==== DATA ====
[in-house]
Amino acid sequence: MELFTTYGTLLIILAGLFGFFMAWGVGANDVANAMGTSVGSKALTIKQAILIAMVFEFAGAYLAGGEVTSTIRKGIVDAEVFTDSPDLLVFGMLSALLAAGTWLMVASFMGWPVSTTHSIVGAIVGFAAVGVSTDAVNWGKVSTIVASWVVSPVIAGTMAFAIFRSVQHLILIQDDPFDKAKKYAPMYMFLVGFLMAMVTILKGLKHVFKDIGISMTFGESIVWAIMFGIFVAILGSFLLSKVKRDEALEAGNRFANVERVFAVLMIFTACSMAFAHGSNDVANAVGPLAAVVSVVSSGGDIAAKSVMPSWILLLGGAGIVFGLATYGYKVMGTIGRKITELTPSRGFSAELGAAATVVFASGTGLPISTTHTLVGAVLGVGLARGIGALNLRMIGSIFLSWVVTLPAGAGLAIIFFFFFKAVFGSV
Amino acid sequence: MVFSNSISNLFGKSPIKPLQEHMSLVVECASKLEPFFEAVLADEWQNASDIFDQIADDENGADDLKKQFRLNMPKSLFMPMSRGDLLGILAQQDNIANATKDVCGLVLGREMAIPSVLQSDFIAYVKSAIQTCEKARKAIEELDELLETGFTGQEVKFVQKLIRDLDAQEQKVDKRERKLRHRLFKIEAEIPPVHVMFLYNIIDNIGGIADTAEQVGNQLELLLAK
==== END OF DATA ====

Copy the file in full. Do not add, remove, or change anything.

[in-house]
Amino acid sequence: MELFTTYGTLLIILAGLFGFFMAWGVGANDVANAMGTSVGSKALTIKQAILIAMVFEFAGAYLAGGEVTSTIRKGIVDAEVFTDSPDLLVFGMLSALLAAGTWLMVASFMGWPVSTTHSIVGAIVGFAAVGVSTDAVNWGKVSTIVASWVVSPVIAGTMAFAIFRSVQHLILIQDDPFDKAKKYAPMYMFLVGFLMAMVTILKGLKHVFKDIGISMTFGESIVWAIMFGIFVAILGSFLLSKVKRDEALEAGNRFANVERVFAVLMIFTACSMAFAHGSNDVANAVGPLAAVVSVVSSGGDIAAKSVMPSWILLLGGAGIVFGLATYGYKVMGTIGRKITELTPSRGFSAELGAAATVVFASGTGLPISTTHTLVGAVLGVGLARGIGALNLRMIGSIFLSWVVTLPAGAGLAIIFFFFFKAVFGSV
Amino acid sequence: MVFSNSISNLFGKSPIKPLQEHMSLVVECASKLEPFFEAVLADEWQNASDIFDQIADDENGADDLKKQFRLNMPKSLFMPMSRGDLLGILAQQDNIANATKDVCGLVLGREMAIPSVLQSDFIAYVKSAIQTCEKARKAIEELDELLETGFTGQEVKFVQKLIRDLDAQEQKVDKRERKLRHRLFKIEAEIPPVHVMFLYNIIDNIGGIADTAEQVGNQLELLLAK